A reverse mortgage is a loan for homeowners 62 and older that uses the home’s equity as collateral. What makes it different from conventional loans is that there are generally no payments and it doesn’t have to be repaid until the last surviving homeowner permanently moves out of the property or dies.
A lot of seniors are attracted to a reverse mortgage, also known as a Home Equity Conversion Mortgage (HECM), because it allows them to stop making payments, and instead actually makes a monthly payment to them or provides a lump sum of cash.
It’s also easier to get than a conventional loan. Credit scores, for example, aren’t a factor, making it attractive to seniors who have a spotty credit history or very little income.
Though sponsored by the U.S. government, reverse mortgages can be expensive, counter-productive to a homeowner’s long-term goals and can sometimes contain dangerous pitfalls.
We learned of one such pitfall recently when Lorna, a New Hampshire real estate broker, relayed the story of one of her clients — a recent widow who was about to lose her home because her husband took out a reverse mortgage and then died shortly thereafter.
“My client at the time was not 62 so could not go on the mortgage,” Lorna told ConsumerAffairs.
So the reverse mortgage was in her husband’s name only, even though he owned the property jointly with his wife. Or at least he did at one time.
In order to receive a HECM, both homeowners must be at least 62. Since Lorna’s client was not 62 at the time her husband took out the HECM, she was either never on, or was removed from, the property deed. This is a key point to what happened next.
Losing her home
The reverse mortgage lender has now moved to sell the property to pay off the loan, just as it would whenever any reverse mortgage borrower dies. But Lorna’s client still lives in the house and would like to continue doing so.
“She is now old enough to refinance into her own reverse mortgage to pay off her husband’s,” Lorna said. “However, the lender has issued her a 30 day due and payable notice.”
That’s because, as far as the lender is concerned, Lorna’s client doesn’t own the property. She can’t do a reverse mortgage on a home she doesn’t own.
Lorna’s client apparently falls just outside the protection of a new reverse mortgage rule that went into effect in the middle of last year. Under the old rules, the HECM would be due after the departure or death of the last-named HECM borrower, or if the home is sold, or if the borrower fails to pay taxes and insurance or otherwise fails to comply with the loan terms.
The non-borrowing spouse then had to refinance the loan or sell the home to pay back the loan. If they could neither sell or refinance, they often faced losing their home, like Lorna’s client.
The rule has changed so that on loans issued on or after August 4, 2014, a non-borrowing spouse may remain in their home for a certain “deferral period” even after the death of their spouse whose name was on the mortgage.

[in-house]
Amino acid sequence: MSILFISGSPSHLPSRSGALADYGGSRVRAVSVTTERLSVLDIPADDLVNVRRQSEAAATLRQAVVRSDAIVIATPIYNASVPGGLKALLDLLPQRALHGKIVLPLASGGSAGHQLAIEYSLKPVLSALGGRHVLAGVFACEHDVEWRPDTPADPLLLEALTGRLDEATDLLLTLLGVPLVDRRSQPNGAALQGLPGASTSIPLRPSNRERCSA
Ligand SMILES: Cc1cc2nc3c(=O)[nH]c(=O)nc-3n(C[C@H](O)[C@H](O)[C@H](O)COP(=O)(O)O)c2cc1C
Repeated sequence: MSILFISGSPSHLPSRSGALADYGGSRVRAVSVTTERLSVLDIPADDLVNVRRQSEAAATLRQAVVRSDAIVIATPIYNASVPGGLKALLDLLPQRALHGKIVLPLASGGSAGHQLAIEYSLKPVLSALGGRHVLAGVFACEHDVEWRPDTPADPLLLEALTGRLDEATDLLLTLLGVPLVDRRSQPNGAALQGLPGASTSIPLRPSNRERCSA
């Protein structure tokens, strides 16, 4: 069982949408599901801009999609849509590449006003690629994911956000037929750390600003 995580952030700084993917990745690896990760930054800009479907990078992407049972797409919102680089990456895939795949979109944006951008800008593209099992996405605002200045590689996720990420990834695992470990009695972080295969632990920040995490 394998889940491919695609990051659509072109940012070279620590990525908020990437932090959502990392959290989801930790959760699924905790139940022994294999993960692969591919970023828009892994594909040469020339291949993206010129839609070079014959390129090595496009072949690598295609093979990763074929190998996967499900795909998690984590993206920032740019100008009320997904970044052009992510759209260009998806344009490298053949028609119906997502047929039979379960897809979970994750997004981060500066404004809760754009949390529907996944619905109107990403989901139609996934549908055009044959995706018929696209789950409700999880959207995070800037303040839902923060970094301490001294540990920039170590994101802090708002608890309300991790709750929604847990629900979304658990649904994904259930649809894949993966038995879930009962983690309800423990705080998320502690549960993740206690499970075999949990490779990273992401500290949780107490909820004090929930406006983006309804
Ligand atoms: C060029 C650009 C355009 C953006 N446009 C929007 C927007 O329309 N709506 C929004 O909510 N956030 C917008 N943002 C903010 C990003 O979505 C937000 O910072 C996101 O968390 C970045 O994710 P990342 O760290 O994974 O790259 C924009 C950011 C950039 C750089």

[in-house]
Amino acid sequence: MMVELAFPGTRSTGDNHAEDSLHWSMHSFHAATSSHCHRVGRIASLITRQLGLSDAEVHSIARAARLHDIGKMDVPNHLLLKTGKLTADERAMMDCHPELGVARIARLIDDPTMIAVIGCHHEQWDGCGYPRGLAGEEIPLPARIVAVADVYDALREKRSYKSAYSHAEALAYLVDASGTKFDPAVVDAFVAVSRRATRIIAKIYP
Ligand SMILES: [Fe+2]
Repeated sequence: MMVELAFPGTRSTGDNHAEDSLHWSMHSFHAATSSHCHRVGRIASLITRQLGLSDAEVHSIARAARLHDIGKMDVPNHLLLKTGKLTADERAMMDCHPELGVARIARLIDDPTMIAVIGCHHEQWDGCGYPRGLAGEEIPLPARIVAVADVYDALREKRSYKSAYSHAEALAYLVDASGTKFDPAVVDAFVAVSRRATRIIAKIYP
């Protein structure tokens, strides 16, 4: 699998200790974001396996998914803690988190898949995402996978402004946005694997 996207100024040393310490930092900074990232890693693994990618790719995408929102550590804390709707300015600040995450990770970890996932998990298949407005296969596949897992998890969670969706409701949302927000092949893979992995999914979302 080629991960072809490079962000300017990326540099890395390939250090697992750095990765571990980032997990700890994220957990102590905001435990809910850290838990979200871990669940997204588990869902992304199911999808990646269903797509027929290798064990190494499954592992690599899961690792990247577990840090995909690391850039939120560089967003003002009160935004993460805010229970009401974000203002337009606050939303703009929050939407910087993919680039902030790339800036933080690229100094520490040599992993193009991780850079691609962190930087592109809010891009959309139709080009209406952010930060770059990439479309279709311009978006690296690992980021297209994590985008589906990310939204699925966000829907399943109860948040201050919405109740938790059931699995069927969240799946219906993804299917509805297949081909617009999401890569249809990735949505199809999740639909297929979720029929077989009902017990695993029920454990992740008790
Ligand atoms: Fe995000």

The conditions are that the non-borrowing spouse must establish a legal right to remain in the home and take responsibility for the obligations of the loan signed for by the original borrowing spouse.
But establishing a legal right may be difficult if your name is not on the deed.
The lesson here is, if a couple has purchased a home together, one spouse should never voluntarily remove their name from the deed, just so the other can qualify for a reverse mortgage.
A home equity loan may be better
When one spouse is under age 62 a much better option for tapping the equity in a house may be a home equity line of credit, offered by many community banks. These loans are secured by the equity in a home and often have very low interest rates.
There are no age requirements so both spouses can be on the mortgage. If one spouse dies it does not trigger an immediate need to sell the property. The home equity loan is paid off, along with the first mortgage, whenever the property is sold.
According to the Federal Reserve, many home equity loans set a fixed period during which you can borrow money, such as 10 years. At the end of this “draw period,” you may be allowed to renew the credit line.
However, some plans may require payment in full of any outstanding balance at the end of the period.
With a typical reverse mortgage, time isn’t the trigger – death or inability to live in the house is. The estate has approximately 6 months to repay the balance of the reverse mortgage or sell the home to pay off the balance.
Any remaining equity is inherited by the estate. The estate is not liable if the home sells for less than the balance of the reverse mortgage, an attractive feature not offered by equity lines or other conventional loans.
A reverse mortgage may, in fact, be a good option for an older couple that wants to remain in their home until they die or are no longer able to do so.
But it’s probably a bad idea for a couple in their early 60s. It most definitely is a high-risk option if one spouse is under age 62.